Josh Taylor - Product Manager
Jul 19, 2018, 03:00 AM
Routine Maintenance Overview for Genie Telehandlers
Reminding your customers about the importance of checking fluid levels and greasing the machine daily should be something your employees do whenever a telehandler goes out on rent. While those daily tasks will reduce the chance of breakdowns, less frequent manufacturer recommended maintenance tasks, such as quarterly and annual to dos, should never be ignored because they are equally as important to the productivity of the machine and getting you the best rental return on invested capital (rROIC).
Establish a process
Whether your service department is responsible for maintaining a large or small equipment fleet, developing a process and a way to alert your employees when routine maintenance needs to be performed will help ensure your telehandlers needs are not neglected.
Machine hours will determine when certain maintenance tasks need to be performed, while others will go according to the age of the machine. Genie divides its telehandler schedule into three subsections:
Commissioning: A series of required one-time maintenance procedures that need be performed at the 50- and 150-hour intervals
Quarterly and Annually: Maintenance procedures that need to be done every three months or once a year
Programmed: Procedures that need to be done based on the machine’s operating hours. Simple tasks, like changing the engine oil and fuel filters at the proper intervals, will go a long way in preventing potential problems.
Whenever you add a new model to your fleet, you should spend a few minutes reviewing the routine maintenance schedule, so you know what needs to be done when and then set up a series of reminders in your system. Operating a fleet of telehandler models from one manufacturer will help make establishing a schedule easier as many manufacturers, including Genie, outline comparable programs for every model in their telehandler product line. For example, every Genie® telehandler model comes with its own maintenance manual; however, there are similar maintenance schedules that Genie telehandlers all share. Those are outlined below:
These are one-time tasks, outlined in the machine’s maintenance manual, need to be done on all new machines.
@ 50 hours
Inspect the tires, wheels and lug nut torque
Replace the hydraulic filter
Check belt tensions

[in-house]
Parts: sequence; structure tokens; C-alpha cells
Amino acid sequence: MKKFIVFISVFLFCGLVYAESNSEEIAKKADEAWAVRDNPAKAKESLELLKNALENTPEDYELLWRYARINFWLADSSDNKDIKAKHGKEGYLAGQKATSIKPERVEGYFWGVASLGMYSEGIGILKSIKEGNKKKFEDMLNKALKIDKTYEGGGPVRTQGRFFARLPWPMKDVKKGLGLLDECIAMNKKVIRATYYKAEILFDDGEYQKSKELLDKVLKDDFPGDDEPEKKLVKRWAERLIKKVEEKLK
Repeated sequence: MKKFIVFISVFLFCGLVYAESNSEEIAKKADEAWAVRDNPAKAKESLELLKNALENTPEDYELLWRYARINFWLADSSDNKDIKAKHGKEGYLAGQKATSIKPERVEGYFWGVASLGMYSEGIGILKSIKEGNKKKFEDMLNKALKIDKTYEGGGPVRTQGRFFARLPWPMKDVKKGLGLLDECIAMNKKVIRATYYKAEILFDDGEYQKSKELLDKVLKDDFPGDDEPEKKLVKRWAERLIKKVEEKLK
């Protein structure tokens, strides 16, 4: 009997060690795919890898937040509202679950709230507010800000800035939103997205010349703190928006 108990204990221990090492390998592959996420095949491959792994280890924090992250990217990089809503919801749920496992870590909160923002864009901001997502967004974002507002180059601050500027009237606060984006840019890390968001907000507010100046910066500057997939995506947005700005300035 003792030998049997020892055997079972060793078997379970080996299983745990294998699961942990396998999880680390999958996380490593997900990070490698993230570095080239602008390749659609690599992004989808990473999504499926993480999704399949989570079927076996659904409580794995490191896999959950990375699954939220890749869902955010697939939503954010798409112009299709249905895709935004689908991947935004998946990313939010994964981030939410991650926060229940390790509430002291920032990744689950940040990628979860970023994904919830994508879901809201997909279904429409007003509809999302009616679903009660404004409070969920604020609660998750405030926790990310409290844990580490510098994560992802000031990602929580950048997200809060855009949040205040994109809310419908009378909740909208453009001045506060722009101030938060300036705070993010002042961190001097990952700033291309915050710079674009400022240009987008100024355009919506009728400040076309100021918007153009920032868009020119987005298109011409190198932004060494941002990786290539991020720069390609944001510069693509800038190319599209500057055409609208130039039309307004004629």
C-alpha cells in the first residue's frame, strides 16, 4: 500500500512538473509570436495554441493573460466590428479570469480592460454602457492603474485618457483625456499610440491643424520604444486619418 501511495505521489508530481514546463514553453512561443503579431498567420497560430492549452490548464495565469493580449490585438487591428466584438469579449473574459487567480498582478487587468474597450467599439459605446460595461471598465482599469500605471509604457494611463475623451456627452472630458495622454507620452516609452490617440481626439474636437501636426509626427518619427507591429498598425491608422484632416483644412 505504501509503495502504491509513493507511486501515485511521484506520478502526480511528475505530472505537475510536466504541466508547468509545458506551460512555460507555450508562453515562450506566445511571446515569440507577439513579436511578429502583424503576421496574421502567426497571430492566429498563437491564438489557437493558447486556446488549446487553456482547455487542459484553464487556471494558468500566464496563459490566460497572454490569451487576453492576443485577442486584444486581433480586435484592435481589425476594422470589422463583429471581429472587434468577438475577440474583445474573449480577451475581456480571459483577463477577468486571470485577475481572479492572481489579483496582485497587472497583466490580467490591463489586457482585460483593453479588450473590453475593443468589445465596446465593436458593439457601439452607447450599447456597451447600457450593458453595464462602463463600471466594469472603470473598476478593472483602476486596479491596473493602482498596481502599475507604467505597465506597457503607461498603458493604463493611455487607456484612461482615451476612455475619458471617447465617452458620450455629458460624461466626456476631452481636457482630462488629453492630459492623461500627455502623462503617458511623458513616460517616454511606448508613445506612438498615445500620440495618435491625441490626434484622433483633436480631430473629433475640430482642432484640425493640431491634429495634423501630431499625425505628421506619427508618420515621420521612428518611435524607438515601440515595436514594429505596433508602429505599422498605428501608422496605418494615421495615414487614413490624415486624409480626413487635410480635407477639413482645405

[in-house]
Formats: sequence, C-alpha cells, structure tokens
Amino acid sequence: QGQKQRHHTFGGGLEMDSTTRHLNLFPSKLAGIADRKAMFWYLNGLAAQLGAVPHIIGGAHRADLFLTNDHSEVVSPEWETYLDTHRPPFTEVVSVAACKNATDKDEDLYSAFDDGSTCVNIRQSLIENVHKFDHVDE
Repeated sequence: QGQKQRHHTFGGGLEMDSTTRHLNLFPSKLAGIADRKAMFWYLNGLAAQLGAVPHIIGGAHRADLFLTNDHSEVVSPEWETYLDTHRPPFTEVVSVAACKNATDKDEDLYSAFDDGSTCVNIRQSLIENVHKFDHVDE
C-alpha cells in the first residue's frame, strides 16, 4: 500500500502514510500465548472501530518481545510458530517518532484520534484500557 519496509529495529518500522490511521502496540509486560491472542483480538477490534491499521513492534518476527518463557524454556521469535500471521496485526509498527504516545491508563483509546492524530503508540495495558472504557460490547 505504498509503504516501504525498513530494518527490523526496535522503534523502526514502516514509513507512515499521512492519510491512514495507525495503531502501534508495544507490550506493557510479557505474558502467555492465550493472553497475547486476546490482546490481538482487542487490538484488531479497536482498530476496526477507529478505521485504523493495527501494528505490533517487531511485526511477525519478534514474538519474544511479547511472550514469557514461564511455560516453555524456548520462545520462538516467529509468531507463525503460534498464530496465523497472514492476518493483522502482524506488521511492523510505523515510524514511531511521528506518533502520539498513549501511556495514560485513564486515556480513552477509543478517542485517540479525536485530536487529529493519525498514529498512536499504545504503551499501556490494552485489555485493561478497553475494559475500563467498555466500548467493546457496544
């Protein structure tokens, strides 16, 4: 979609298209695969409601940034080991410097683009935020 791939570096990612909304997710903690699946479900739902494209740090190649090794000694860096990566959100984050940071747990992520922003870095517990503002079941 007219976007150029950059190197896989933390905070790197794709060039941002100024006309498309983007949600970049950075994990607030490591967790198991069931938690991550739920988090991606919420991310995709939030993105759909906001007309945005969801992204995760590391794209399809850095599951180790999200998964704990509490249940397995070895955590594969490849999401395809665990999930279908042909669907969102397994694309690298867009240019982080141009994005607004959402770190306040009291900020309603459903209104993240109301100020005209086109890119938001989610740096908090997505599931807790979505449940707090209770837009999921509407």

Check engine mounts
Check hose clamps
Replace the engine oil if required
@ 100 hours
Change the axle differential oil and axle planetary drive oil if required
@ 150 hours
Visual inspection of hydraulic oil
Check for service bulletins on your Genie telehandler.
To do this, enter your machine’s serial number at go.genielift.com (for North America, Latin America and Asia. See your maintenance manual for instructions in other parts of the world).
Complete any open bulletins is essential to safe machine operation.
Inspect the following components on your machine. You will find more detailed information in the maintenance manual.
Look at the battery — are the connections tight and corrosion free?
Inspect electrical wiring
Check on the boom wear pads
Look for any loose nuts and bolts on the exhaust system
Inspect the tires, wheels and lug nut torque
Check the fork level and auxiliary hydraulic hoses tension
Make sure the fuel and hydraulic tank cap venting system is working properly
Visually inspect the hydraulic oil
Make sure the engine air filter is clean
Lubricate the driveshaft
Inspect and lubricate the sequencing chains (only on certain models)
Do all tasks outlined on the quarterly list
Replace the hydraulic tank return filter element. A dirty or clogged filter will cause the machine to perform poorly and could lead to component damage
Replace the cab air intake filter element (if equipped)
Lubricate the boom. This task should be performed every 8 hours or daily
Engine maintenance — refer to the telehandlers Engine Operator and Maintenance Manual for details
Replace transmission oil and filter every 1000 hours
If your telehandler has a hydrostatic transmission, change the gearbox oil every 1,000 hours
See Operator and Maintenance Manualfor details
Axle maintenance — see model specific Engine Operator and Maintenance Manual
Test or replace hydraulic oil — should be done every 2,000 hours
Following the manufacturer’s recommended maintenance schedule outlined in your telehandler’s maintenance manual is the best way to ensure the best performance and reduce the risk of unplanned downtime.